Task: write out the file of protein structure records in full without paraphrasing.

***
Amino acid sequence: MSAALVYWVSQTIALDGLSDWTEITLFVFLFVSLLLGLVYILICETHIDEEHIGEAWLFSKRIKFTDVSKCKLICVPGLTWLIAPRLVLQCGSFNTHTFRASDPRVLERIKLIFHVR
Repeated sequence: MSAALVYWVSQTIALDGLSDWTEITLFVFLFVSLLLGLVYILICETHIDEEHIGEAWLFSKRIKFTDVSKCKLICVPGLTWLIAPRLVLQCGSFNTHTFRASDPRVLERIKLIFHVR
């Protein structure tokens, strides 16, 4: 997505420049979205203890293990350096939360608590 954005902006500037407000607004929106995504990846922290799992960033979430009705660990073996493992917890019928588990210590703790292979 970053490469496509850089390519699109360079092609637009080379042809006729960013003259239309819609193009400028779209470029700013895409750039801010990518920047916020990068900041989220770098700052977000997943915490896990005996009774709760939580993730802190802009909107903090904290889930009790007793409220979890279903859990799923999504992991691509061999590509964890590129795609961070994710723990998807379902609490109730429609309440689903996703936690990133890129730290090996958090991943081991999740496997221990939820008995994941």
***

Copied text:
Amino acid sequence: MSAALVYWVSQTIALDGLSDWTEITLFVFLFVSLLLGLVYILICETHIDEEHIGEAWLFSKRIKFTDVSKCKLICVPGLTWLIAPRLVLQCGSFNTHTFRASDPRVLERIKLIFHVR
Repeated sequence: MSAALVYWVSQTIALDGLSDWTEITLFVFLFVSLLLGLVYILICETHIDEEHIGEAWLFSKRIKFTDVSKCKLICVPGLTWLIAPRLVLQCGSFNTHTFRASDPRVLERIKLIFHVR
């Protein structure tokens, strides 16, 4: 997505420049979205203890293990350096939360608590 954005902006500037407000607004929106995504990846922290799992960033979430009705660990073996493992917890019928588990210590703790292979 970053490469496509850089390519699109360079092609637009080379042809006729960013003259239309819609193009400028779209470029700013895409750039801010990518920047916020990068900041989220770098700052977000997943915490896990005996009774709760939580993730802190802009909107903090904290889930009790007793409220979890279903859990799923999504992991691509061999590509964890590129795609961070994710723990998807379902609490109730429609309440689903996703936690990133890129730290090996958090991943081991999740496997221990939820008995994941």